THE STUMP APRIL 13, 2012
In the trenchant debate sparked by Democratic talking head Hilary Rosen’s comment about Ann Romney—the subject of front-page articles today in both the Washington Post and Wall Street Journal (what’s wrong, New York Times—you don’t care about mothers?)—we heard much about how highly Mitt Romney valued his wife’s work running the household, often saying it was harder work than his own. “I will tell you that Mitt said to me more times than you would imagine, Ann, your job is more important than mine,” Ann said on Fox News yesterday.
And you know what? Mitt was right about Ann working harder. Because as suggested by this anecdote from The Real Romney, the new biography by Michael Kranish and Scott Helman, Willard Mitt Romney was not exactly pulling his share of the weight on the home front:
Mitt, meanwhile, had his own ideas about what he would—and wouldn’t—do as a father, evidently counting on Ann’s maternal generosity. “I was willing to change the urine-soaked diapers, but the messier types gave me dry heaves,” he told GQ magazine in 2007. ‘So my wife allowed me to escape that.’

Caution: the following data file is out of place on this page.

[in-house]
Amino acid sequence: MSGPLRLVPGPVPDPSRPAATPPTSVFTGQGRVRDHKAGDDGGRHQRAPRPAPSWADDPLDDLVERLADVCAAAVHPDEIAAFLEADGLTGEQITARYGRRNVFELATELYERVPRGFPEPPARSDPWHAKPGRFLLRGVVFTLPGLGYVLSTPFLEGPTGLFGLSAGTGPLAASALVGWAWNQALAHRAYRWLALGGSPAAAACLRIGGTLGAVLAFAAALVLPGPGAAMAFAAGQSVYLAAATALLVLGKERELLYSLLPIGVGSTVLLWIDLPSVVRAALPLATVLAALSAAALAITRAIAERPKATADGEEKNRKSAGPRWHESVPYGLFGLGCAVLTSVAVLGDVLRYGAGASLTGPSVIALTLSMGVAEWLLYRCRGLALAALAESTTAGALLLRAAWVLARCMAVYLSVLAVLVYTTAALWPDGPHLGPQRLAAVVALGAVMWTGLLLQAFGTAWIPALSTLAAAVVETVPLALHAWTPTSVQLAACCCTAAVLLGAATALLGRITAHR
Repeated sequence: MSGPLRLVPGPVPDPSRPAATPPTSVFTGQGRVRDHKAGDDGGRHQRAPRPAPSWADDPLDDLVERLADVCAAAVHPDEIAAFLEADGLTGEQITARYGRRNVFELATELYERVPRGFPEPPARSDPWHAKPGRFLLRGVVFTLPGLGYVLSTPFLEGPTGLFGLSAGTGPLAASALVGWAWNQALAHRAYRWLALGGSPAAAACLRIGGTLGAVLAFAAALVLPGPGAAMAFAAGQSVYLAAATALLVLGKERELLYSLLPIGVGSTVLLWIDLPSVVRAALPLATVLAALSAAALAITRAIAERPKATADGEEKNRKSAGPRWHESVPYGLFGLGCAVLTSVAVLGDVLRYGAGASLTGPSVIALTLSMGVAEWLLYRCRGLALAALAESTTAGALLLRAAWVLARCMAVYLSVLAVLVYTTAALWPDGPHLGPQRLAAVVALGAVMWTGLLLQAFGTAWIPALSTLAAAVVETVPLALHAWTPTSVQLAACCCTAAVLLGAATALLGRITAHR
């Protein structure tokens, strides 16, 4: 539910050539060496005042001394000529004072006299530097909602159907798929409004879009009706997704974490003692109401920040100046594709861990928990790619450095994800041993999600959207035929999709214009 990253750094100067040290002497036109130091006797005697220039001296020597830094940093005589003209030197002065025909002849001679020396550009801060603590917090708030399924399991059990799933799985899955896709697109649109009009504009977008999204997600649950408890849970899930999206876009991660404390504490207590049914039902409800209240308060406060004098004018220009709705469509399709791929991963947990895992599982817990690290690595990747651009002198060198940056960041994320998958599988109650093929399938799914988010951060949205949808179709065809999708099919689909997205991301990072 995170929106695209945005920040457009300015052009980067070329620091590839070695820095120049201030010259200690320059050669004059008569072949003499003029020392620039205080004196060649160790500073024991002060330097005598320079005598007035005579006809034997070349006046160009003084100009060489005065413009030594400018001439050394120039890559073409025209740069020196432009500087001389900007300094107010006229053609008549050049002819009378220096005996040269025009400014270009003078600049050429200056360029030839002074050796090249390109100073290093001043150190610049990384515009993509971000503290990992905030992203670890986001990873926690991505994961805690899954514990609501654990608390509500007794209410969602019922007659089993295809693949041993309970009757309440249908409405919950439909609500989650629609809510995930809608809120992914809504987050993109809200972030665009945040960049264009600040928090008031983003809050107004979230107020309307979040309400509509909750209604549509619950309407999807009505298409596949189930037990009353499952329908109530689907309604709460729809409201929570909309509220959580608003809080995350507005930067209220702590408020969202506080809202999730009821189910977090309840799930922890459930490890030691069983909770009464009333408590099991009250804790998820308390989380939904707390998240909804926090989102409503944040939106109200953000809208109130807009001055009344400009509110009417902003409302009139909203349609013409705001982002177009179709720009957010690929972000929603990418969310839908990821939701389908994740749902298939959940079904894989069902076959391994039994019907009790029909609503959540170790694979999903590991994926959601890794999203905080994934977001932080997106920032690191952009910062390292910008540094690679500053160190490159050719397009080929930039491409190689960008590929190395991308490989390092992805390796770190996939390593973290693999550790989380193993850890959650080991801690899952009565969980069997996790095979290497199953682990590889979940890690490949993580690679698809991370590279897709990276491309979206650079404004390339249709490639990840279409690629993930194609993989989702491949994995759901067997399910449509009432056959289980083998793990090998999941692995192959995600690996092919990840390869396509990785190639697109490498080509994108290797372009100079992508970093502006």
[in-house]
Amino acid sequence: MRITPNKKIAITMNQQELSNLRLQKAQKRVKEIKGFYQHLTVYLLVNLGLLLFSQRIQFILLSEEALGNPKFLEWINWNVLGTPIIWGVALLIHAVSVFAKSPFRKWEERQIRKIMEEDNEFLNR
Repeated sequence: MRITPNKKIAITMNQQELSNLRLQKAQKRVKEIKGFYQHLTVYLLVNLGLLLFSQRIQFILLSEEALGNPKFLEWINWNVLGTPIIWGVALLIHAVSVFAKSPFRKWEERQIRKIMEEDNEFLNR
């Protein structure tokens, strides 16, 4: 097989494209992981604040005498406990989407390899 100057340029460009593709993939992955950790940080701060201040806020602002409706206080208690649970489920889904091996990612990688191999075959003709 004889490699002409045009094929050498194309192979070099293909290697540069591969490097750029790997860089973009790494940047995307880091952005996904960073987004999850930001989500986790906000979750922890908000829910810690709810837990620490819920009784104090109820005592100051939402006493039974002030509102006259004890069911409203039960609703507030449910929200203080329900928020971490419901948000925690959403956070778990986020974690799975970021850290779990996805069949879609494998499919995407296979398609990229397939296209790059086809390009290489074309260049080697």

And one more detail from the Romneys’ early parenting years, tucked inside the Post’s article today. Hilary Rosen has since tried to explain that her remark, that Ann Romney has never “worked a day in her life,” was meant less as a comment on stay at home mothers than a comment on the propriety of Mitt invoking as his authority on the economic concerns of women someone who has never really known economic struggles. But the Post article reminds us that things were not always so peachy in the Romney household:
In that same interview, during her husband’s unsuccessful  campaign for the Senate, Ann Romney gave an impolitic description of the closest thing to economic stress they couple had ever experienced. When her husband was in graduate school, she said, “we had no income except the stock we were chipping away at. We were living on the edge, not entertaining.”
So take that, Hilary Rosen. Ann can too relate to the woes of everyday women—husbands who deem certain diapers beneath their level, and stocks bequeathed by the CEO father-in-law, chip, chipping away.
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